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Property Tax Apprehension10/18
Built a modest (1800 sq. ft.) shop on my rural residential property in south central TX about a year ago, and now the local property appraisal folks want to measure it and "see how it's being used." Since they can measure the footprint from satellite images or their own aerial photos, I suspect something else is going on here.
If anyone has a similar setup, is your shop taxed as residential or commercial property? I think in order to be considered commercial under TX law, a facility has to be "open to the public," but my shop sits in a horse pasture, behind a tree line and locked gate, and is almost invisible from the road. There is no signage, I don't advertise office hours, and I virtually never have customers ask to actually visit the shop.
How close to your neighbors? Think someone complained about finish odor? With satellite imagining, it's tough to hide from the long arm of the law. A friend had the county inspector show up and tell him to clean up the pile of pallets and other debris. You can just barely see his lane from the road, let alone the homestead!
I am certainly not a property tax expert (and don't live in Texas), but I would believe that the definition of commercial property isn't whether you let people in the front door, but rather that your product is available for sale to the public. Don't confuse "retail" with "commercial", retail is definitely commercial, but commercial is not necessarily retail.
I have worked for commercial enterprises my entire life, and never had one that allowed the general public in the front door. That didn't make them not commercial, it made them not retail.
When you got the building permit did you tell them what you were going to do with the space? Did you let them believe it was a garage or personal space? Pretty hard to keep a business a secret from your neighbors. And one or more of them might be saying "Hey, that land isn't zoned for a business!" And the law is probably on their side. If you thought you were going to "get away with it" (knew better) than you can't complain when the law catches up to you.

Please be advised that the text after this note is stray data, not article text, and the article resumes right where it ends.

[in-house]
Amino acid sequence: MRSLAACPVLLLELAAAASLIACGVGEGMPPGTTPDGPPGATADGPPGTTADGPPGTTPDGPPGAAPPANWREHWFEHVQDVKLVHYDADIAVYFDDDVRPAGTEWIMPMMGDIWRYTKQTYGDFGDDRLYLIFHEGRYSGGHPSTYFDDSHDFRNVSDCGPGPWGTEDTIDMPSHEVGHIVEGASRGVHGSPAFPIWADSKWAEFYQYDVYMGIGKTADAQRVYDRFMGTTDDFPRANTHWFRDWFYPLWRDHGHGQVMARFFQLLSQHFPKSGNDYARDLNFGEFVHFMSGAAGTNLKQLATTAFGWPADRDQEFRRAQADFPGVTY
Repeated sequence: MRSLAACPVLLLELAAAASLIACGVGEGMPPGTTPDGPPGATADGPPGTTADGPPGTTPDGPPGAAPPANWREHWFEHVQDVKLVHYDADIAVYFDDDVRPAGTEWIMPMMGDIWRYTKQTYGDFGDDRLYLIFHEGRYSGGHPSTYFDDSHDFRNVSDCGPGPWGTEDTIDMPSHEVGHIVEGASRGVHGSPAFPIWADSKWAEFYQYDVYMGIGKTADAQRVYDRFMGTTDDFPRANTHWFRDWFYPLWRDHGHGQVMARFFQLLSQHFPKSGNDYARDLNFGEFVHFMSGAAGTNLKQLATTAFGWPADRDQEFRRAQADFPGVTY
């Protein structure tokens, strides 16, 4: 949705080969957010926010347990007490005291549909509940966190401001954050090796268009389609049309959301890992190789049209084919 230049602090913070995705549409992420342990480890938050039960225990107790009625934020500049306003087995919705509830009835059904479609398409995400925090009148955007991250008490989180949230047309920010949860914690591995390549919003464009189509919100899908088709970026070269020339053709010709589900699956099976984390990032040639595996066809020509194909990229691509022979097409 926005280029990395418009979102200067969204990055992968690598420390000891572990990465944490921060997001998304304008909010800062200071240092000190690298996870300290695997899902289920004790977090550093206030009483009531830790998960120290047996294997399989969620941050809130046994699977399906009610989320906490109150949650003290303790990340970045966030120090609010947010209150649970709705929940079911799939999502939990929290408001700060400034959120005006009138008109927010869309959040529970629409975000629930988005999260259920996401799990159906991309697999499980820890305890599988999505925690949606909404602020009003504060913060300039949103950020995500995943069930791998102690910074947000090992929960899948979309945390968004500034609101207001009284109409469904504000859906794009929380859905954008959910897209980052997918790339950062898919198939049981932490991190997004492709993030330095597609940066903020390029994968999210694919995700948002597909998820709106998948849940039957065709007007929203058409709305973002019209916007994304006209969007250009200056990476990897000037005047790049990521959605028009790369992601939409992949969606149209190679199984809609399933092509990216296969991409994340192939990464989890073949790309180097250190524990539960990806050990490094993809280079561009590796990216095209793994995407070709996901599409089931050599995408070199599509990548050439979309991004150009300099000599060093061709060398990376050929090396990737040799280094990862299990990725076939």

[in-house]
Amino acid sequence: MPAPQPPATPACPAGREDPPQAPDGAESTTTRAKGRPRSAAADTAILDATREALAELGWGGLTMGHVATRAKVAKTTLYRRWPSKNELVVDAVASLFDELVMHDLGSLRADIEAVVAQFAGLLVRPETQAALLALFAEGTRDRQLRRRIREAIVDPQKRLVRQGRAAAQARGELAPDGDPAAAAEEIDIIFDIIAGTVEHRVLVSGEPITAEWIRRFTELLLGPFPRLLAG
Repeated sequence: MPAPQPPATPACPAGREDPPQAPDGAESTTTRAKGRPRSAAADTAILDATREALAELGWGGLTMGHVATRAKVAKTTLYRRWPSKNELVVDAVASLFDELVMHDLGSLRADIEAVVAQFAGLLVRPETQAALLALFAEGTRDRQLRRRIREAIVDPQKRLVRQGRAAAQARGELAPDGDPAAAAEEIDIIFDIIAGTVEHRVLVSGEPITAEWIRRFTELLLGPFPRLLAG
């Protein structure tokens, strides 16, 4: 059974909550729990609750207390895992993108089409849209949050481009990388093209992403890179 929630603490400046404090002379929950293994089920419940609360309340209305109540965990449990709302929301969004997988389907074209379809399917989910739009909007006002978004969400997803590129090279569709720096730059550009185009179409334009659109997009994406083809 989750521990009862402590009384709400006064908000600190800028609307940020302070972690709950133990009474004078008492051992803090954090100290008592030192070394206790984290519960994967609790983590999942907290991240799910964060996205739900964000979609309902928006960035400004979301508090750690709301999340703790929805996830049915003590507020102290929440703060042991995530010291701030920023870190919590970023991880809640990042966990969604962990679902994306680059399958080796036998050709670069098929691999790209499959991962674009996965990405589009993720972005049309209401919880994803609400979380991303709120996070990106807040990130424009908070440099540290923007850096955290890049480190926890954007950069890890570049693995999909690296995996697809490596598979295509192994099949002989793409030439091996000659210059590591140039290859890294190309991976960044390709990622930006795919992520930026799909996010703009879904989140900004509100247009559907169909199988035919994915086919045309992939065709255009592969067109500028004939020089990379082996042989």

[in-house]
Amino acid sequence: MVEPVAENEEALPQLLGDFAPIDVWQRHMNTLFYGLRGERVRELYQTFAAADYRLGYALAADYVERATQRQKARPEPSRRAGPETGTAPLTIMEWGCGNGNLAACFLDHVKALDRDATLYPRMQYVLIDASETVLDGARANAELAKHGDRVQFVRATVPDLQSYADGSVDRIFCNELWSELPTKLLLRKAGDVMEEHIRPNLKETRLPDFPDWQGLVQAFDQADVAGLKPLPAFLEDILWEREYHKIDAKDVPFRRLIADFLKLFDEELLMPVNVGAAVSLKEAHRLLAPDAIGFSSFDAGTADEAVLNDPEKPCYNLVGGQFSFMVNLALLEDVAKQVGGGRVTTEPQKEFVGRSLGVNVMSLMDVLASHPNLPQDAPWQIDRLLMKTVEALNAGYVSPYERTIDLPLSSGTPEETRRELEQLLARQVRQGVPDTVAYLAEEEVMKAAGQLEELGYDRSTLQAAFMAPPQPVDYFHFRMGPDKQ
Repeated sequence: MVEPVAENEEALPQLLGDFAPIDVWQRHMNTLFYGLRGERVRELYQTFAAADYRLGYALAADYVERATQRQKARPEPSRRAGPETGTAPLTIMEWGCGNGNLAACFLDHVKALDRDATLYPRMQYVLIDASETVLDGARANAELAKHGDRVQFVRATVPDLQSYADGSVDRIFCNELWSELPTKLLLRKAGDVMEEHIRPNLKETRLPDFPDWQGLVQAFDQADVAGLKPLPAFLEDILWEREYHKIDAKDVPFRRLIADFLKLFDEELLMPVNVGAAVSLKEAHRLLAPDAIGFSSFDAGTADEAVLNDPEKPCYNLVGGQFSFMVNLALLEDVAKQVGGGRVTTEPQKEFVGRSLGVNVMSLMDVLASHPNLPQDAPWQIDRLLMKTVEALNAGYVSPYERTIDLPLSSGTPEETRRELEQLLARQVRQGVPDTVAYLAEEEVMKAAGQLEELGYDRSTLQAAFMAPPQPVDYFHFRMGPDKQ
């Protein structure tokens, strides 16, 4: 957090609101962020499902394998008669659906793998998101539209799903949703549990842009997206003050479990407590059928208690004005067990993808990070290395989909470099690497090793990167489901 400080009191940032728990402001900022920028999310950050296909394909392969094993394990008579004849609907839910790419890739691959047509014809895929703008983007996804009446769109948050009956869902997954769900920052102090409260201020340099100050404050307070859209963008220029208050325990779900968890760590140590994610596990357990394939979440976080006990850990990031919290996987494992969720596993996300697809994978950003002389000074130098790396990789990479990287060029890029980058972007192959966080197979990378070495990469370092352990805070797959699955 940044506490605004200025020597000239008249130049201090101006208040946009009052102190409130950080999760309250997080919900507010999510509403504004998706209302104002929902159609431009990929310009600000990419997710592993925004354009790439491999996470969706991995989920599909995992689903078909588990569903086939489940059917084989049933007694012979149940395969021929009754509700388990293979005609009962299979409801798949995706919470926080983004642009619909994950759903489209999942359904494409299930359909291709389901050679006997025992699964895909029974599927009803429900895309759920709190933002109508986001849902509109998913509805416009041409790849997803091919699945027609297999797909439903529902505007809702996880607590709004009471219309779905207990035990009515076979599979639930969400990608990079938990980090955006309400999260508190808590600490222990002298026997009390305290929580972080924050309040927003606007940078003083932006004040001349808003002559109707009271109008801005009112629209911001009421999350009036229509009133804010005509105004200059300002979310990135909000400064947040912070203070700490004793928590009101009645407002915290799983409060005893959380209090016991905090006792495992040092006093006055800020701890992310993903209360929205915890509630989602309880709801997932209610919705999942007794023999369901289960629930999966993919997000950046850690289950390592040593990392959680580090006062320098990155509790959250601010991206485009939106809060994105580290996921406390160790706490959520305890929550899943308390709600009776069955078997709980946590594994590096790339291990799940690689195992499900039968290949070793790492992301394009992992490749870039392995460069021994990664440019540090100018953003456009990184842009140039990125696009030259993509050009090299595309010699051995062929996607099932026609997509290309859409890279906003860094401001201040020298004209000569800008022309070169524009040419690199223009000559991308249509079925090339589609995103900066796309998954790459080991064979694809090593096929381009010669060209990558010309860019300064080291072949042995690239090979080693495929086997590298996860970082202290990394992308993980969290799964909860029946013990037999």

Personally, I would let them in the door, take my lumps and move on. The alternative could be far worse.
Thanks for the insight, guys. Actually we are in an unincorporated area WAY beyond the suburbs, so there are no HOA or zoning issues (not even a noise ordinance) and, because the homes are on a minimum of 3 acres, my closest neighbor is a couple of hundred yards away, and he's a plumbing contractor with his own shop that is taxed as residential -- so he has some skin in this game too.
Also, we are among and surrounded by a good deal of ag activity, so noise and "aromas" come with the territory. A contract hay baler less than 1/4 mile from me has a shop on his homestead that's at least 3 times the size of mine, and he makes more noise than anybody.
I guess the bottom line is I'm more than willing to pay my fair share, but I balk at the idea of being classified under a tax rate and structure that was intended for heavy industry, shopping centers, hotels, etc.
If there are no zoning laws for your property, then I would have to believe you are in the clear. No law, no restrictions I would think (not a tax expert here though). I understand your apprehension, but I would still think it better to invite the inspector in, than hold him off. That's really the only way you will find out what the real reason for the visit is. And you will be able to talk to him face to face and present your thoughts to him. I think face to face is always better than letting them wonder, and/or looking like you are hiding something.
Remember the inspector is only doing his job, and one way or another, the job will get done. I think making it easier for him can only help your cause. Choose your battles wisely, is what my father always told me. There are some you just can't win.
I am sure local law allows him access, so go along with him, follow him around, talk about the weather, football, etc. Be open and cooperative. Do not deny if you are asked if you are in business.
Rural lawyers and accountants often conduct business from their homes, or an outbuilding built for that purpose. The county wants to encourage that somewhat, because they can get money from it forever.
Talk to your neighbors about what tax impact they have. I doubt you will see much since you are in rural and agricultural. I once one a rural property and we added a small cabin. Property taxes tripled - from $1.80 a year to $5.50 a year.